Don’t Try This At Home

Once again, fugu poisoned do-it-yourselfers. On September 10, a couple in Nagasaki, Japan, made sashimi out of a puffer fish the husband had caught in a nearby bay. An hour after eating it, the wife complained about numbness around her mouth and in her limbs. When he also developed the symptoms, they called the emergency number, and both were hospitalized. The toxin soon paralyzed them, and only rapid intervention in the emergency room saved them from asphyxiation. They remain in critical condition.

Fugu is a traditional delicacy, now eaten in high-end restaurants that specialize in it. Despite its comical look, it can be deadly if handled improperly. Depending on species, certain body parts, especially the viscera, contain tetrodotoxin, a colorless, tasteless, odorless neurotoxin that is 1,000 times more toxic than potassium cyanide. The lethal dosage is only 1-2 mg (Ministry of Health, Labor, and Welfare).

If untreated, people die within four to six hours. There is no antidote, but if you make it to the hospital and get hooked up to a respirator in time, your chances of survival are pretty good.

The edible parts are limited to muscles, skin, or milt, depending on the species. Japan’s Food Sanitation Law specifies the safe parts of each of the 22 species it recognizes as edible—of the hundreds that occur in the seas around Japan. But many of the completely toxic species look very similar to the edible ones. Hence, the law stipulates that only licensed specialists may sell or prepare fugu. However, the actual licenses and ordinances that regulate its handling are issued by local governments.

Fugu is an old passion whose risks have been known for a long time. There were even efforts to regulate its consumption after an incident that decimated a group of samurai. In 1592, Toyotomi Hideyoshi summoned samurai from all over Japan to the coast in preparation for his invasion of Korea. The samurai, unlike locals, didn’t know about the dangers of fugu. They delighted in its textures and flavors and even ate the viscera. They died at a very inconvenient time, just before the invasion. Hence, Hideyoshi ordered his surviving vassals not to eat fugu. The ban morphed into a samurai tradition that was carried into the Edo period, though commoners kept eating it. And so apparently did samurai, albeit with a sense of guilt—based on the logic that they should preserve their life until they needed to die for their lord, rather than squandering it through culinary pleasures.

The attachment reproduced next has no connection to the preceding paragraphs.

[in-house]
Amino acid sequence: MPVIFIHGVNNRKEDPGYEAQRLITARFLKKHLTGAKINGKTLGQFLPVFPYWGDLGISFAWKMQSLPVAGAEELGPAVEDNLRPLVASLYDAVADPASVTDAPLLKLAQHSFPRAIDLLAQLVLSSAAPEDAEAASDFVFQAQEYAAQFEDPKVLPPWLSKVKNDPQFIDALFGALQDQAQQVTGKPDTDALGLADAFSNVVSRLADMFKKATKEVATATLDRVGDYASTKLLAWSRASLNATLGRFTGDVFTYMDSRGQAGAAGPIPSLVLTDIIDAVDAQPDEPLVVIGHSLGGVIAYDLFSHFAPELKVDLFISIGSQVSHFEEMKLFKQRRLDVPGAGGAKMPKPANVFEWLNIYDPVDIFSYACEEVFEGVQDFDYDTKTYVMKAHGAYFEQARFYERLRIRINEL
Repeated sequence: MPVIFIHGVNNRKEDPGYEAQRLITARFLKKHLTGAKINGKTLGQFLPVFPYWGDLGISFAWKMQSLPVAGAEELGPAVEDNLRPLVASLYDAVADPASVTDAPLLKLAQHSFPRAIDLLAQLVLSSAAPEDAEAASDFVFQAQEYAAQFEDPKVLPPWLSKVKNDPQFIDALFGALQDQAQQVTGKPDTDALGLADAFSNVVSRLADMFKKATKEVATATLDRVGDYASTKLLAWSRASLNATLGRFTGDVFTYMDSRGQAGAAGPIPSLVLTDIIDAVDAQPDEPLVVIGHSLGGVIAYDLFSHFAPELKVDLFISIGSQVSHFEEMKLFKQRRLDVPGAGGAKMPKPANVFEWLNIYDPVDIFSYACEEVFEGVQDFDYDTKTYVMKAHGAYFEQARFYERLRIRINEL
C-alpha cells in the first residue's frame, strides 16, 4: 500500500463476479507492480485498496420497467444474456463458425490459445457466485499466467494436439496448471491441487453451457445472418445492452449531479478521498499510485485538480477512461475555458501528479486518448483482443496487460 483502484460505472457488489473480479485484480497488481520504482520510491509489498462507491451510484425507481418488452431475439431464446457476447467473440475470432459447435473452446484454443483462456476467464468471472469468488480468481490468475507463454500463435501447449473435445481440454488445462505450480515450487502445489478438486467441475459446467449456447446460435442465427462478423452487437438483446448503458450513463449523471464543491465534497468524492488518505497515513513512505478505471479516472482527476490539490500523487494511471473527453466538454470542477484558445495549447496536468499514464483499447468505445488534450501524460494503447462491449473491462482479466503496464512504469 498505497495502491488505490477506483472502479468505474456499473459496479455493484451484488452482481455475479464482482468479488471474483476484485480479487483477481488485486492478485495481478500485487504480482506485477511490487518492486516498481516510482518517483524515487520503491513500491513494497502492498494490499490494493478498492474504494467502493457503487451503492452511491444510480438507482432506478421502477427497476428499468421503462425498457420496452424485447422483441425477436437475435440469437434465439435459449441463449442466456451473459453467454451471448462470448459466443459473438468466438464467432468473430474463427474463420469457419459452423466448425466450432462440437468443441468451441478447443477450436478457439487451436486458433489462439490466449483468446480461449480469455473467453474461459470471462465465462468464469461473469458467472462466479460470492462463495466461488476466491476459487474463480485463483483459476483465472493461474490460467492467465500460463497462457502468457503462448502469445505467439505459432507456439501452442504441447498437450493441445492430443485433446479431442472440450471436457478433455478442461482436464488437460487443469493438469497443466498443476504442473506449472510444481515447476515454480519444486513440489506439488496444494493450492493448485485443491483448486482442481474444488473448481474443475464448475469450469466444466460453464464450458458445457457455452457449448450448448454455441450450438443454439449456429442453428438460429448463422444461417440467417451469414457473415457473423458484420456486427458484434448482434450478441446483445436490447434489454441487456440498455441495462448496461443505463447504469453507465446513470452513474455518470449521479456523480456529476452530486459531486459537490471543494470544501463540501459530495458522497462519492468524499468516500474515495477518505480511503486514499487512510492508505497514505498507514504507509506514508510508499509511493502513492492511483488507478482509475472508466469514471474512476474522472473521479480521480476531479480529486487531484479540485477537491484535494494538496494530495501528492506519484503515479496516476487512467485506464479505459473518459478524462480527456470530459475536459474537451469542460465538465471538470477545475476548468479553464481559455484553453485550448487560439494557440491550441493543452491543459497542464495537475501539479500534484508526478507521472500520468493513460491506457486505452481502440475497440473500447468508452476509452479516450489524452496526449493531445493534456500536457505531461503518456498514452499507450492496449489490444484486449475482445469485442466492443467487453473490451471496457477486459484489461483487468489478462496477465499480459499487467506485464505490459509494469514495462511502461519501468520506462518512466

These days, despite ongoing warnings by the national government and local health offices, people continue to catch this deadly fish and prepare it at home without proper training. According to the Ministry of Health, Labor, and Welfare, fugu poisoned 451 people from 2001 to 2009, but killed only 23—thanks to immediate hospital treatment. In almost all cases, unlicensed do-it-yourselfers had prepared the fugu.

Curiously, it has been whispered among fugu lovers that the liver is an utmost, if forbidden and extremely dangerous, delicacy. Old texts already described it as such. At the apex of pleasure, the flavors and textures combine with a tingling of your lips and with the thrilling thought that this might be the last bite you’ll ever eat.

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